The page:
5. Concluding reflections
5.1 In the three pilot programmes the REFLECT approach proved to be both more effective at teaching people to read and write and more effective at linking literacy to wider development.
5.2 Of those adults who initially enrolled in REFLECT circles 65% in El Salvador, 60% in Bangladesh and 68% in Uganda, achieved basic literacy over a one year period. This compared to 43%, 26% and 22% in the respective control groups [and a typical 25% according to Abadzi (1994)]. REFLECT was particularly effective with women (and in Bangladesh specifically with younger women in the 15-19 age group). Participants in REFLECT circles remained well motivated and dropped out in much lower numbers than those in the control groups. There were positive signs that the participants are developing literate habits but it is too early to evaluate fully the extent to which literacy skills have been permanently consolidated.
5.3 In respect of empowerment the three evaluations identified the following major outcomes:
5.4 The REFLECT approach proved to be low cost and cost effective in Bangladesh (£12 per learner) and Uganda (£11 per learner), in both cases cheaper than an equivalent primer-based programme. In El Salvador, the only pilot programme to use volunteer teachers, the costs were surprisingly higher (£34 per learner) owing to the small scale of the programme in a country where costs are high. In a REFLECT programme resources are shifted from printing to training, which makes the REFLECT approach generally cheaper than a primer-based approach at a time of high printing costs.
5.5 A process of methodological learning has taken place through the pilot programmes so that the REFLECT approach is now stronger. Certain core recommendations are made. For example: facilitators should normally have at least 6th grade primary education in order to teach other adults; visual cards should be made much more simple than in the pilots; a broad range of approaches to reading and writing integrated with the graphics should be stressed (avoiding the use of key words throughout) and training for facilitators should be ongoing. Most of these observations are relevant to making any adult literacy programme effective. The essence of the REFLECT method has been compiled into a REFLECT Mother Manual available from ACTIONAID.
5.6 Literacy does not empower people. The control groups showed very few signs of having changed peoples lives. It seems that many of the past claims about the benefits of literacy are bogus. Literacy in itself probably does not empower and does not bring benefits in respect of health, productivity or population growth.
However, this is not to say that literacy can never bring huge benefits. This research has shown that the REFLECT methodology has brought quite dramatic benefits in the three pilot projects. This appears to be because the REFLECT approach involves two parallel and interweaving processes: a literacy process and an empowering process. The literacy gives people practical skills which will help in the empowerment process (eg as they assume positions of responsibility in community organisations) and the empowerment process in turn creates uses for literacy in people's everyday lives. This mutual consolidation and reinforcement is the essence of why it makes sense to fuse the two processes. Literacy programmes, then, can be very empowering if the literacy process is interwoven with other processes through a well structured participatory methodology.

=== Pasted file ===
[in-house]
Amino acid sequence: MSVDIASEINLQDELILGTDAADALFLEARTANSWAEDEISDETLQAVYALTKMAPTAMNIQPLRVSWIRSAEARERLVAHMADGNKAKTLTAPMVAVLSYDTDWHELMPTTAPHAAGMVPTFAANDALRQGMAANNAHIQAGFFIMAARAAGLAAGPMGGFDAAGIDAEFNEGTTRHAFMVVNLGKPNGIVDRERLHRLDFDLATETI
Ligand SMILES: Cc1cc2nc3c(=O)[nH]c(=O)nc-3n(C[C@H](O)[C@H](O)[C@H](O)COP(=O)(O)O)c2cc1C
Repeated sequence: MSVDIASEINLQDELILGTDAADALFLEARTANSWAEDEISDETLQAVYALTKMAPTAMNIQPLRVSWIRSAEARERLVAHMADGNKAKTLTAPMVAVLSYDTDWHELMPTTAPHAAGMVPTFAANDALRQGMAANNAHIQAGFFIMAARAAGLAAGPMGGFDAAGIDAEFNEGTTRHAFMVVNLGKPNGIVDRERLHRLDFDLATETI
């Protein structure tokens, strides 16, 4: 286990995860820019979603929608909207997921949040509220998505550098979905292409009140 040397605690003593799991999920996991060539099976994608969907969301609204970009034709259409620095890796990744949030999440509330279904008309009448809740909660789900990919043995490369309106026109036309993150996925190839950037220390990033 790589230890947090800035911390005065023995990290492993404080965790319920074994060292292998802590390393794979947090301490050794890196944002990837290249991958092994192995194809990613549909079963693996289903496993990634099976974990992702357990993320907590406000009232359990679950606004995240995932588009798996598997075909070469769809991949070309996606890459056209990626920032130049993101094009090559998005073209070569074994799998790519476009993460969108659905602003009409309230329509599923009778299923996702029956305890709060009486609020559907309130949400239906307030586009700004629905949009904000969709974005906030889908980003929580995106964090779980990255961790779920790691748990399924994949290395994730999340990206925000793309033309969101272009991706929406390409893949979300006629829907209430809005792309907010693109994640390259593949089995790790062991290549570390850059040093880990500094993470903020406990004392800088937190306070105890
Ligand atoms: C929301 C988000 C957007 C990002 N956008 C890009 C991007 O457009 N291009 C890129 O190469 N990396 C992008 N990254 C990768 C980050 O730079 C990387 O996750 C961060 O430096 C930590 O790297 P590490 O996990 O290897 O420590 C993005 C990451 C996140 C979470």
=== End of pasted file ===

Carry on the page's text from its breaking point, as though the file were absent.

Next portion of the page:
Literacy programmes in the past (especially since Freire) have tried to fuse the two processes and some have succeeded, with remarkable results. However, most have failed because they have fallen into believing that either literacy in itself is sufficient (so they have ignored other processes and focused on the product) or they have assumed that empowerment in itself is enough (but have in practice tried to "indoctrinate" people into new ideologies). REFLECT holds these two processes in an effective balance and helps them to build on each other.
5.7 There are many unanswered questions that remain. How flexible will the REFLECT approach prove to be? Will it work in urban areas, with refugees, with adolescents, within a government programme? Will it work on a large scale or will the participatory essence be lost? Will people who have learnt in the original pilots retain their skills in the longer term? Three things are needed:
ACTIONAID is planning to address all three of these in the coming three years.
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